In previous articles, we have described the proposal to introduce the concept of “economic employer” to the taxation of non-resident employees who are working temporarily in Sweden. In a recently issued press release, the government announced that it would proceed with the proposal and intends to present a more detailed draft at a later date. The provisions are expected to come into force on 1 January 2021.
The original proposal was presented by the Swedish Tax Agency and referred to the Council on Legislation for consultation, but nothing ever came of it.
In June 2017, the Tax Agency presented a memorandum with a proposal to introduce the concept of “economic employer” into Swedish tax legislation. Under the proposal, more people employed by foreign companies would be liable to pay tax in Sweden. The memorandum also contained a range of other proposals affecting foreign companies.
The memorandum was referred to the Council on Legislation for consultation in June 2018, but a bill was never drafted. The 183-day rule is included in Swedish law as well as the tax treaties signed by Sweden. Under this rule, an employee may be tax exempt in Sweden, even when they have performed their services here, provided that three conditions have been met. The employee must not spend more than 183 days in Sweden over a 12-month period, their remuneration must be paid by a non-Swedish employer, or on their behalf, and remuneration may not be paid from the permanent establishment of the employer here in Sweden. Since Sweden currently applies the concept of “formal employer”, the 183-day rule does not apply unless the employee is employed and remunerated by a foreign company with no permanent establishment here, even when the Swedish company benefits from, and bears the costs of, the services rendered. Many other countries apply the “economic employer” concept, whereby the company that benefits from, and bears the costs of, the services is regarded as an employer. As a result, the 183-day rule cannot be applied when a company is domiciled in the country where the services are performed, and also benefits from, and bears the costs of, those services.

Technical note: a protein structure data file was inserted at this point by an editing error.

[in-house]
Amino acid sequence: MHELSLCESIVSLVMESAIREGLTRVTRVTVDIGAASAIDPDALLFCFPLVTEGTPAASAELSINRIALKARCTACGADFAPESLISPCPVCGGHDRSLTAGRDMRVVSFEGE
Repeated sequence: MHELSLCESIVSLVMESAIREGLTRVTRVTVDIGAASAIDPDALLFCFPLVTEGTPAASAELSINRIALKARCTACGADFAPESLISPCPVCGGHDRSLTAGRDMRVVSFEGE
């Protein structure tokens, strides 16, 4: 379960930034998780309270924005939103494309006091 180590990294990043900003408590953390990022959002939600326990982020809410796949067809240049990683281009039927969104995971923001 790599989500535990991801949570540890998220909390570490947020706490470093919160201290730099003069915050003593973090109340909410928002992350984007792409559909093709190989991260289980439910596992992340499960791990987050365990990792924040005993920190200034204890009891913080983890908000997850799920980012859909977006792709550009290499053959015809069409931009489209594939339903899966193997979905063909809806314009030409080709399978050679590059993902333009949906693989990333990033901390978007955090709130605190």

According to the Tax Agency’s proposal, the “economic employer” concept should also be introduced in Sweden in connection with the application of the 183-day rule. An employee who is employed by a foreign company with no permanent establishment in Sweden should therefore be taxed here when they have performed their services on behalf of a Swedish business, company or other type of organisation. The determining factor of whether or not the employee should be taxed is based on who they perform their services for – not who pays their salary. The press release does not present any details, or explain how or whether the previous proposals will be changed or amended. However, the government reaffirms that the determining factor of whether or not the employee should be taxed is based on who they perform their services for – not who pays their salary. In addition, exceptions should be made for some intra-Group situations. The government intends to present a more detailed draft of the proposal at a later date. We will therefore have to wait and see whether any changes will be made to previous proposals. The government proposes that the provisions will come into force on 1 January 2021. That will give authorities, companies and employers plenty of time to prepare for the introduction of the new regulations.
Cecilia Arrhenius arbetar på PwC:s skatteavdelning i Malmö sedan mer än tio år tillbaka inom området internationell personbeskattning och socialförsäkring. Cecilia har arbetat i över 25 års med dessa frågor och har gedigen erfarenhet inom dessa områden. Ett av Cecilias speciella fokusområden är skatte- och socialförsäkringsregler i Öresundsregionen. Magnus Westman arbetar på PwC:s kontor i Stockholm med internationell personbeskattning.
Cecilia: 010-212 67 46, firstname.lastname@example.org
Magnus: 010-212 48 33, email@example.com